2.6 Hydrogenation of imines
Ref. J. Am. Chem. Soc. 2006, 128, 12886–12891.
3. Asymmetric carbon-carbon bond-forming reaction
Transition metal-catalyzed asymmetric carbon-carbon bond-forming reaction is essential in modern organic synthesis. Chiral spiro monodentate and bidentate phosphorous ligands have been successfully used in various asymmetric carbon-carbon bond-forming reactions. In most of investigated reactions, the spiro ligands showed superior chiral inducements than the ligands with other backbones.
3.1 Rhodium-catalyzed asymmetric arylation reactions
Ref. Org. Lett. 2006, 8, 1479–1481.
Org. Lett. 2006, 8, 2567–2569.
Angew. Chem. Int. Ed. 2008, 47, 4351–4353.
3.2 Nickel-catalyzed three component coupling reaction
Ref. J. Am. Chem. Soc. 2007, 129, 2248–2249.
J. Am. Chem. Soc. 2008, 130, 14052–14053.
J. Am. Chem. Soc. 2010, 132, 10955–10957.
3.3 Nickel-catalyzed hydrovinylation reaction
Ref. J. Am. Chem. Soc. 2006, 128, 2780–2781.
3.4 Rhodium-catalyzed hydrosilylation/cyclization reaction
Ref. Angew. Chem. Int. Ed. 2007, 46, 1275–1277.
4. Asymmetric carbon-heteroatom bond-forming reaction
Because carbon–heteroatom (C–X) bonds are prevalent in organic compounds, the development of reliable and efficient methods for construction of such bonds is of highly practical value. Transition metal–catalyzed insertion of carbenes into heteroatom–hydrogen bonds (X–H, X = O, N, S, etc.) provides one of the most efficient approaches to the formation of C–X bonds. Remarkable advances have been made in the development of methodology for catalytic asymmetric diazo insertion into C–H bonds, but only limited success has been achieved for asymmetric diazo insertions into heteroatom–hydrogen bonds. By using chiral spiro bisoxazoline ligands SpiroBOXs and diimine ligands SIDIMs, a series of catalytic asymmetric insertion of α-diazoesters into N–H, O–H, S–H, and Si–H bonds was developed with high to excellent enantioselectivities.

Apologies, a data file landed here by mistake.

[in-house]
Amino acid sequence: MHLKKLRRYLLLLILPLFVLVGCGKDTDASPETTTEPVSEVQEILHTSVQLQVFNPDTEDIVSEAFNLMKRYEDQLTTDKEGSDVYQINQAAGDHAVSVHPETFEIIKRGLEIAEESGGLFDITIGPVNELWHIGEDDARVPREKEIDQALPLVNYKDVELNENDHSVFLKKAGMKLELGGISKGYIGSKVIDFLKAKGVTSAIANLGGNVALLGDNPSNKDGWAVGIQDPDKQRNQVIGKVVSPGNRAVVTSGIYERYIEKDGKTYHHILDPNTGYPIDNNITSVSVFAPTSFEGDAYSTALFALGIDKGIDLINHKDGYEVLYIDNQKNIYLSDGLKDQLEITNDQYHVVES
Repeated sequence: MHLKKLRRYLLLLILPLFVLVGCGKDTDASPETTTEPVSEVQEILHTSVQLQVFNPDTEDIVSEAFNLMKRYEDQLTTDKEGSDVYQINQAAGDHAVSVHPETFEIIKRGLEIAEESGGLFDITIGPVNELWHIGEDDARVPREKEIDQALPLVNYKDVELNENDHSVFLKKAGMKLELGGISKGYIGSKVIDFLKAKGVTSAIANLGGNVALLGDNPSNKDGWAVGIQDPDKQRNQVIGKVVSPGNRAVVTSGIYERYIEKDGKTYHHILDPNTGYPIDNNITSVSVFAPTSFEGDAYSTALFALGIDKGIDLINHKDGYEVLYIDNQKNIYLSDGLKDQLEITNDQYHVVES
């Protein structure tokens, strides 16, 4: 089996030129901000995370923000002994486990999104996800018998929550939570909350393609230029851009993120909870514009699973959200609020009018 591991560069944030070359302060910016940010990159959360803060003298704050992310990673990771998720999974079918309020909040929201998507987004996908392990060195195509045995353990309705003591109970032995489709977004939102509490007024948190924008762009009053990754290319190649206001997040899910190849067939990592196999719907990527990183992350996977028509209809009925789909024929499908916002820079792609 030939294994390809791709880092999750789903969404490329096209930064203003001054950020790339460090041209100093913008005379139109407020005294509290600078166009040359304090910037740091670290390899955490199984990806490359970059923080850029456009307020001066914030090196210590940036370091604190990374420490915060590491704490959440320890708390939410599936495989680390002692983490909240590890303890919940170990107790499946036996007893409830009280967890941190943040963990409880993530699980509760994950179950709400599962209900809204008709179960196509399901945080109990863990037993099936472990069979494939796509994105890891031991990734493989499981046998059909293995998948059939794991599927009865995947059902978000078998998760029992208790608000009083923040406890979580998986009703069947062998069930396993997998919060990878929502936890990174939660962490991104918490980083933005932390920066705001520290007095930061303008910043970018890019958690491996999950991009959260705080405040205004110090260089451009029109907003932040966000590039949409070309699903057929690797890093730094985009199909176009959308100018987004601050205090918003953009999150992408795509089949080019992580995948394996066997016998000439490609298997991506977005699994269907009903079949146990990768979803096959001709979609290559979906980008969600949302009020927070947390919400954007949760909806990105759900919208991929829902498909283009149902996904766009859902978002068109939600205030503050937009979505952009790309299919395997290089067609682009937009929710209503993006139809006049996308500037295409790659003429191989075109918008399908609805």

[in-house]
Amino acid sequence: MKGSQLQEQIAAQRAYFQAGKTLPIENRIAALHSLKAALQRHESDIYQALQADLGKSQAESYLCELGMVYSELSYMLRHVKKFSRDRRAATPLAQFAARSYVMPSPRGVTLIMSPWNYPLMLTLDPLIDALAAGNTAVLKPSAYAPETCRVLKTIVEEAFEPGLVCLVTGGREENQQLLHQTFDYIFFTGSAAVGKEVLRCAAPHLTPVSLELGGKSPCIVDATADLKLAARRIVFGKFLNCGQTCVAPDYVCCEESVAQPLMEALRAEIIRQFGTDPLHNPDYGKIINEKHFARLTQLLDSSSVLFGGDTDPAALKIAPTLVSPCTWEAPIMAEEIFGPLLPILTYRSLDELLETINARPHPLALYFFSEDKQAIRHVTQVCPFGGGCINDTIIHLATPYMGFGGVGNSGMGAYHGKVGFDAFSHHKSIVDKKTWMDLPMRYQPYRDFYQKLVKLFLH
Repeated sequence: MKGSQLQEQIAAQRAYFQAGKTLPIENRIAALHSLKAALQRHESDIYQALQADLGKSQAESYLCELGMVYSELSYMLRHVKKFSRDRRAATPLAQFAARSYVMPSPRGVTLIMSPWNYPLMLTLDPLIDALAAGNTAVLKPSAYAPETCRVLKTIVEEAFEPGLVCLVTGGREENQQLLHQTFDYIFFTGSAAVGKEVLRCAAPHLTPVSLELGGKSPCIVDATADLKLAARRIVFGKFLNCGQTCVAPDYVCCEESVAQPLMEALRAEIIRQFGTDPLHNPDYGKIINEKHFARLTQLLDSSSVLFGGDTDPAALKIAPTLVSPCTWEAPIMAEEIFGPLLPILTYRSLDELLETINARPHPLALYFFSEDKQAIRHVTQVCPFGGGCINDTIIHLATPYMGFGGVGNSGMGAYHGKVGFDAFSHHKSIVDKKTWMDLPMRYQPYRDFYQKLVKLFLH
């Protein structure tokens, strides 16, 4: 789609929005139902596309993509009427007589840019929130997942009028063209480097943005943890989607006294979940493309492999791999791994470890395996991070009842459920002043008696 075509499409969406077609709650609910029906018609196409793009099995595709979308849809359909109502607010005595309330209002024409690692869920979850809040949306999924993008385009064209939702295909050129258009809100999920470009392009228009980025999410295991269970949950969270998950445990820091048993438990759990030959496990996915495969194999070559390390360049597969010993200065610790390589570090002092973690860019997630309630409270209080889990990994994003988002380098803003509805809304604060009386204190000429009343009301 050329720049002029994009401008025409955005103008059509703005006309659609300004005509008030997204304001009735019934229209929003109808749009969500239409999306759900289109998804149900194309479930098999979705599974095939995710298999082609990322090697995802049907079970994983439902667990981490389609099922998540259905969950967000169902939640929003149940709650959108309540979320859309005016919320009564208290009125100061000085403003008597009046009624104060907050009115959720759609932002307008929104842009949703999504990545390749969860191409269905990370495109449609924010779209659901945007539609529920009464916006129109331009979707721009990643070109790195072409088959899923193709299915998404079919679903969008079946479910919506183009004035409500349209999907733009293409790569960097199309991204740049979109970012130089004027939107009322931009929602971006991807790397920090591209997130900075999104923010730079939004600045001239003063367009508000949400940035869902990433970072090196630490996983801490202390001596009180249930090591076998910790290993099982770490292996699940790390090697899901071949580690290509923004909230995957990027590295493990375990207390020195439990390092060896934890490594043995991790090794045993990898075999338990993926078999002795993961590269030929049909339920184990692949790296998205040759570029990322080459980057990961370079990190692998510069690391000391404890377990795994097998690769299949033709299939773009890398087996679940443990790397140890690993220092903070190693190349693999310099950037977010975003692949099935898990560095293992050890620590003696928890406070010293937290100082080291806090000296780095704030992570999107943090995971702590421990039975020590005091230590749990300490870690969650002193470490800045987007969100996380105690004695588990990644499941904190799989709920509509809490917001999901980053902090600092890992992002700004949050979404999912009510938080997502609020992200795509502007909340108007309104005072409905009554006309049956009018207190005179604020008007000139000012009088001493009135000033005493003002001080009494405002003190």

Ref. J. Am. Chem. Soc. 2007, 129, 5834–5835.
J. Am. Chem. Soc. 2007, 129, 12616–12617.
Angew. Chem. Int. Ed. 2008, 47, 932–934.
Angew. Chem. Int. Ed. 2008, 47, 8496–8498.
Nature Chemistry. 2010, 2, 546−551.
5. Asymmetric synthesis of biologically active compounds
Various aforementioned catalytic procedures have been applied in the synthesis of biologically active compounds and natural products.
5.1 Synthesis of key intermediate of new blood pressure-lowering drug Aliskiren
Ref. J. Am. Chem. Soc. 2008, 130, 8584–8585.
5.2 Synthesis of key intermediate of rupintrivir, a rhinovirus protease inhibitor
Ref. J. Am. Chem. Soc. 2010, 132, 1172–1179.
5.3 Synthesis of key intermediate of active form of the anti-inflammatory loxoprofen.
Ref. J. Am. Chem. Soc. 2010, 132, 4538–4539.
5.4 Synthesis of leukotriene receptor antagonists BAY X 1005
Ref. J. Am. Chem. Soc. 2007, 129, 1868–1869.
5.5 Synthesis of highly selective κ-opioid agonist U-(-)-50488
Ref. Angew. Chem. Int. Ed. 2007, 46, 7506–7508.
5.6 Synthesis of isoquinoline alkaloid crispine A
Ref. J. Am. Chem. Soc. 2009, 131, 1366–1367.
5.7 Synthesis of natural product α- and β-conhydrine
Ref. Org. Lett. 2009, 11, 4994–4997.